A nearline private server ("NPS") is our spin on web hosting: account compartmentalization on an single operating system. Each account is assigned to a container on a server. Resources in each container are localized to that container. No container may overlap another container and each container is visible only to itself, which means your files remain secure and your site runs at optimal speed.
We take care of managing the server. You take care of managing your site. With an NPS account, you have full access to the hardware, all 72 GB of RAM and full access to all 16 cores. A virtual private server ("VPS") requires complicated system administration to maintain. Both isolate from neighboring accounts, but only an NPS by Apis Networks comes ready-to-host – like shared hosting – but without the inherent insecurities.
This is a standard feature powering every hosting account.
Machines only contain 2-3 virtualized hosts minimizing the possibility of resource contention.
Every account co-exists in the same user space thereby reducing the number of servers and instances to individually monitor.
Every account is compartmentalized into its own pivot-root. Every process that executes within an account may only access files within its pivot-root.
Every account shares a base read-only layer. Files can be injected into this base layer to propagate to all accounts. Adding new Ruby interpreters is a cinche!
A server split n-ways only requires 1 FTP server, 1 mail server, and 1 HTTP server cutting down on wasteful duplication of system services.
With hardware pooled among accounts, our clients can withstand traffic surges without compromising performance.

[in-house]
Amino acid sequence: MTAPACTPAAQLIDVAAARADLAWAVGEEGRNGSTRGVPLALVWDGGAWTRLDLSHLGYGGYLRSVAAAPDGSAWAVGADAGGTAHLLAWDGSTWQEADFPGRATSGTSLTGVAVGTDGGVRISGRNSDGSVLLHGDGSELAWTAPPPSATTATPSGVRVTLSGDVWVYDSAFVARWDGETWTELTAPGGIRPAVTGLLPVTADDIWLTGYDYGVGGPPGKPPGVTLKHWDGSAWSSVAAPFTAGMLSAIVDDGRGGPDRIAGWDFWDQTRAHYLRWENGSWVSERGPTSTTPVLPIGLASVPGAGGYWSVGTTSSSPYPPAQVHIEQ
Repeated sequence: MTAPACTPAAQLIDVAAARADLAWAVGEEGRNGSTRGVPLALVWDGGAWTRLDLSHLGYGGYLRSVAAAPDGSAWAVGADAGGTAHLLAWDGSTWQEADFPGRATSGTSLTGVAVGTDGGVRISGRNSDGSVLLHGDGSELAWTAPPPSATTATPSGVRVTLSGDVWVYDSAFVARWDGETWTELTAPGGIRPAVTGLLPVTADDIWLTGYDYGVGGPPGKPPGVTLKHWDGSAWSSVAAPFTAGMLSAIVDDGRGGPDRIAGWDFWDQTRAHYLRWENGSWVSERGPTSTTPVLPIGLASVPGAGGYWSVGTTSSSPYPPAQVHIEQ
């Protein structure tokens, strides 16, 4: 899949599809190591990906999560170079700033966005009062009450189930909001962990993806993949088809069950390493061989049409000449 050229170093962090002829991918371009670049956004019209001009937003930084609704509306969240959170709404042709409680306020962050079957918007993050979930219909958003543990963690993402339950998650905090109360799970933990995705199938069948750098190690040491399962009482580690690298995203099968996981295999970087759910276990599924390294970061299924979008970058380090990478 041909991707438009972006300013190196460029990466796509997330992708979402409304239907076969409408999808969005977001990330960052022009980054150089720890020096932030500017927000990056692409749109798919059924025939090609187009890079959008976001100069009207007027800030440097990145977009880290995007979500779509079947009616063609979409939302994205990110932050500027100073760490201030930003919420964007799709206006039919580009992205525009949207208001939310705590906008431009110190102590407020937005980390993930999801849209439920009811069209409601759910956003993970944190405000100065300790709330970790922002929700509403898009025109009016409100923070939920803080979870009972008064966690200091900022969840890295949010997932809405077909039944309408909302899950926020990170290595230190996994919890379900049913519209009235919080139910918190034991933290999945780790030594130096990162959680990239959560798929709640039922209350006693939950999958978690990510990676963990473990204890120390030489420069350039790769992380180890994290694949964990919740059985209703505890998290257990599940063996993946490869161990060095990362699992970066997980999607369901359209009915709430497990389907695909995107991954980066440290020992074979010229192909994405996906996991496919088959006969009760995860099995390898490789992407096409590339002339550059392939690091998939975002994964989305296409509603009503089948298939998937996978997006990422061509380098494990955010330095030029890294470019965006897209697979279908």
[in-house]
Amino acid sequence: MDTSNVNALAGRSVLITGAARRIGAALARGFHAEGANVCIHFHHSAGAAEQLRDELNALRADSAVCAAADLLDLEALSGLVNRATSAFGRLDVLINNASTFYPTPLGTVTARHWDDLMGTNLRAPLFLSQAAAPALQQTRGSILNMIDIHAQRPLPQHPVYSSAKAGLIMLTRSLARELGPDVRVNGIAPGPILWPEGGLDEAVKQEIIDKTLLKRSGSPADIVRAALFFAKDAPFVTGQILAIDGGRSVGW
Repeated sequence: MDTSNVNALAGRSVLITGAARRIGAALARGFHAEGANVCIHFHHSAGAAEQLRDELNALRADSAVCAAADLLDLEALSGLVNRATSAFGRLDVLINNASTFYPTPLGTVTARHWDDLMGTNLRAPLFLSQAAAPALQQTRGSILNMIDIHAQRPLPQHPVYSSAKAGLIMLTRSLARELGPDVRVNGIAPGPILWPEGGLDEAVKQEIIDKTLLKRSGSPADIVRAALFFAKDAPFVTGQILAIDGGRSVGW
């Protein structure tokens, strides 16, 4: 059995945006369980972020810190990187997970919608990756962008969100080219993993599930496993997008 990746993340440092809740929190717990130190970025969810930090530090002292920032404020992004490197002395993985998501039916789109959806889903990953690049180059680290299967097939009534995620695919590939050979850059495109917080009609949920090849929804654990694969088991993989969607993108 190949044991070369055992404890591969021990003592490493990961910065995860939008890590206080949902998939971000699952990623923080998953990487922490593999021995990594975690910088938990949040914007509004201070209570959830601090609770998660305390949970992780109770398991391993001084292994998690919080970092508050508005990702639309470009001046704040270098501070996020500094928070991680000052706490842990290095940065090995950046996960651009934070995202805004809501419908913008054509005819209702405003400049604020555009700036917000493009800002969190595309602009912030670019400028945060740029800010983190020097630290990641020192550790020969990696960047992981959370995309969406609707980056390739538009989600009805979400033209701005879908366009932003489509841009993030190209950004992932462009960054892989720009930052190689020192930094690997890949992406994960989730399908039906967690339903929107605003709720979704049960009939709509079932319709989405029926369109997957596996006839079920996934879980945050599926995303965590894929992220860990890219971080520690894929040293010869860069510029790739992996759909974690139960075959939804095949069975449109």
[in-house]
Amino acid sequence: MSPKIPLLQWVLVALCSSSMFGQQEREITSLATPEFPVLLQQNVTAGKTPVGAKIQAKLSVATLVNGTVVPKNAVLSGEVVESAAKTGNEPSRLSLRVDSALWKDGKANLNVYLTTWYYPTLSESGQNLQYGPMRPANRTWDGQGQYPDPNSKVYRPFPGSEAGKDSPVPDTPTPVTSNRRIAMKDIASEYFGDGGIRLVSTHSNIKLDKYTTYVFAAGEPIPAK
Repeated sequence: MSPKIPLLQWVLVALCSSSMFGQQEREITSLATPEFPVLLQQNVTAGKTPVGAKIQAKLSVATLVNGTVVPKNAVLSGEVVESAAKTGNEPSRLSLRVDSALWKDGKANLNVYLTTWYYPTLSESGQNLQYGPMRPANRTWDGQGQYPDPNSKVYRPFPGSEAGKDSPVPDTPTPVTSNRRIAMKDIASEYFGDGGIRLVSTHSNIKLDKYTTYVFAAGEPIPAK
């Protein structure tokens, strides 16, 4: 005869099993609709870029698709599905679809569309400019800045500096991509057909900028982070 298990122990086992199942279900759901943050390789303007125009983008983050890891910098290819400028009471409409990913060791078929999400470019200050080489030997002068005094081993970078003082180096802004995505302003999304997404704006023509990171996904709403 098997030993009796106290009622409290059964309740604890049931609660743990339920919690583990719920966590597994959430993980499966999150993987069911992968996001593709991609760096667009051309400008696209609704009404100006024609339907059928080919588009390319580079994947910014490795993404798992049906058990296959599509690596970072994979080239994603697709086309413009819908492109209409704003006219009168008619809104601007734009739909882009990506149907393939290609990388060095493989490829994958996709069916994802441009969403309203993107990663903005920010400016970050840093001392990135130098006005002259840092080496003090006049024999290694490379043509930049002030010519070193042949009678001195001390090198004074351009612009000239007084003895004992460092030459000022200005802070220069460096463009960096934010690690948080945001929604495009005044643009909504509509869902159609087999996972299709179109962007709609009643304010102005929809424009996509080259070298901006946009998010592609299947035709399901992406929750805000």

NPS blends the best of both worlds: bare metal capability as with shared hosting, without the awful overcommits and resource starvation that is synonymous with it, and account isolation as with VPS. All NPS servers are managed by us and undergo continuous monitoring. You worry about your web site's details, like what its background color will be.
|Root access permits access to modify all files and install software in system locations.|
|An immutable filesystem protects critical files from being accidentally deleted.|
|Every account operates independent of each other. Users can't view other processes by other users.|
|Every account has a filesystem visible only to its account.|
|All hardware on the server can be used in times of stress with NPS & shared hosting. VPS performance varies by cost. NPS utilizes resource enforcement to prevent overmonopolization of resources by "noisy neighbors".|
|VPS platforms burn precious CPU and memory running auxiliary system services, like syslogd and a mail server. Shared platforms provide fewer features, but cram more accounts onto a server.|
|Managed System Administration|
|NPS & shared hosting take care of configuring the server and keeping everything up-to-date; you just host. VPS requires documentation to get up and running.|
|Servers are locked down and secured against brute-force attacks. VPS requires some system administration experience to adequately lock-down (especially brute-force deterrents!)|
|Run daemons that listen on ports, like MongoDB, Redis, and Memcached.|
|PHP, MySQL, PostgreSQL, Ruby, Python, and Node.js are configured and ready to use without following cumbersome, outdated documentation.|